As tropical storm Alberto made landfall this weekend, there was another storm brewing on our island. According to this article from 1985, the disagreement among islanders on how to manage the island has been going on since Jeff Lewis the Tallahassee businessman who bought the entire island in the 1940s passed away. There are the people who want their own private island and there are others who want to share the beauty of the island with others.
We are part of the sharing the island camp. Some property owners do not want us to bring people out to the island beaches for day trips. They are afraid that people will just disturb the wildlife if people come here. While our primary business is fishing charters, our intention in providing rides to the island is to educate passengers on the natural beauty and conservation efforts of the inhabitants of the island. If you involve the local communities, they will take some responsibility for and may become enthusiastic about the active conservation of Dog Island. If you look at any conservation group, their main goal is outreach and advocacy, not secrecy and restriction. Carrabelle and the surrounding towns in Franklin county are the first stop for tourists. Being a full time resident, I have a lot of interaction with the local community and from what I gather, Dog Island has the reputation of being a pretentious private country club. This impression will breed resentment and the local community won’t care to get involved nor educate visitors in conservation of the island wildlife. With the population swelling, social media, and locally, the development of Island View Park in Carrabelle, it is inevitable that tourists will come to the island. Ecotourism is the fastest growing segment of the tourism industry and we can as a community get ahead of this and manage it or we can get left behind as we watch the integrity of this ecosystem get destroyed. Nobody wants Dog Island to be built up, but ecotourism growth creates significant opportunities for conservation and can provide much needed revenue for the protection of our natural areas that might not be available from other sources.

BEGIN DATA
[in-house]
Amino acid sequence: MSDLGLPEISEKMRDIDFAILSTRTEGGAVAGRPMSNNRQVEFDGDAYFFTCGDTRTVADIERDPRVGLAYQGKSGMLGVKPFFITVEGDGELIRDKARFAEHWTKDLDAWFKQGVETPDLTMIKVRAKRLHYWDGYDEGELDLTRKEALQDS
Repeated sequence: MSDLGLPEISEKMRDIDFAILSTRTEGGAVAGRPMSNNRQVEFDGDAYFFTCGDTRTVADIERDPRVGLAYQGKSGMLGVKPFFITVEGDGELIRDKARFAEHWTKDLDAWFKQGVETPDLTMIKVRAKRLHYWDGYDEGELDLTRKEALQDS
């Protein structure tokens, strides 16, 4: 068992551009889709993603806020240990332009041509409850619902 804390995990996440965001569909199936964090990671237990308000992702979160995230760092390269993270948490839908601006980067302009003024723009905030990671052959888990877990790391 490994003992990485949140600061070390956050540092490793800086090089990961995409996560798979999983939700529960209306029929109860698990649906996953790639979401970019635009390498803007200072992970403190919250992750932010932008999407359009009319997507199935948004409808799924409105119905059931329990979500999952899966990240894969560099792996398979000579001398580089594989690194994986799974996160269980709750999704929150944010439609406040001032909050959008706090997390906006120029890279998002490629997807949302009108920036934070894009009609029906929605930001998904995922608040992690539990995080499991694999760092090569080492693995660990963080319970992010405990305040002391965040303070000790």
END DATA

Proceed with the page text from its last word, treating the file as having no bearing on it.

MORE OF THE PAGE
We have been told that people have been fighting commercialization of Dog Island for generations, but continuing to do something because it’s always been done that way is not a good reason for doing it. I believe there is a better way to preserve the wildlife than to just pretend like Dog Island is a private island and discourage people from visiting. Finding a way to come to some democratic way of agreeing on shared management of this beautiful stretch of land is paramount to preserving its pristine environment.